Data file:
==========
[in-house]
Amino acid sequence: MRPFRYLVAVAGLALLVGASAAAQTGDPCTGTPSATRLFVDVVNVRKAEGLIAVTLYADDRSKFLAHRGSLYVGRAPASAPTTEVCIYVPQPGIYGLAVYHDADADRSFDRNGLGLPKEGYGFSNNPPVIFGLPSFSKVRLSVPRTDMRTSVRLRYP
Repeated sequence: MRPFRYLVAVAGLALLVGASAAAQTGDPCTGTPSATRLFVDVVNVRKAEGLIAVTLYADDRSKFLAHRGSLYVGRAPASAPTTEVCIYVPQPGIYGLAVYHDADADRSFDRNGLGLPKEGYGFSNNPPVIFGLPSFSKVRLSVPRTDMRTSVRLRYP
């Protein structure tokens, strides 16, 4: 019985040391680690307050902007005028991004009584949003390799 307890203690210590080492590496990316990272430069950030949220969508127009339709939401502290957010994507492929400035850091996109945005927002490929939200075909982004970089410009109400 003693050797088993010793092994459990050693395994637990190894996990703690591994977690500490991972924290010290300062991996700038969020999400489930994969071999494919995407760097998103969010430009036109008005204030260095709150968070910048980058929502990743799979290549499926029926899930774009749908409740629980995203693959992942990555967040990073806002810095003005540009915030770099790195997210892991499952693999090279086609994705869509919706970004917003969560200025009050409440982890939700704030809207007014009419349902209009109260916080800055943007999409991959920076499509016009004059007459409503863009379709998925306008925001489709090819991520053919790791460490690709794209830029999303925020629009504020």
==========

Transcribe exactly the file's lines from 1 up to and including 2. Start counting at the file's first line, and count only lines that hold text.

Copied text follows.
[in-house]
Amino acid sequence: MRPFRYLVAVAGLALLVGASAAAQTGDPCTGTPSATRLFVDVVNVRKAEGLIAVTLYADDRSKFLAHRGSLYVGRAPASAPTTEVCIYVPQPGIYGLAVYHDADADRSFDRNGLGLPKEGYGFSNNPPVIFGLPSFSKVRLSVPRTDMRTSVRLRYP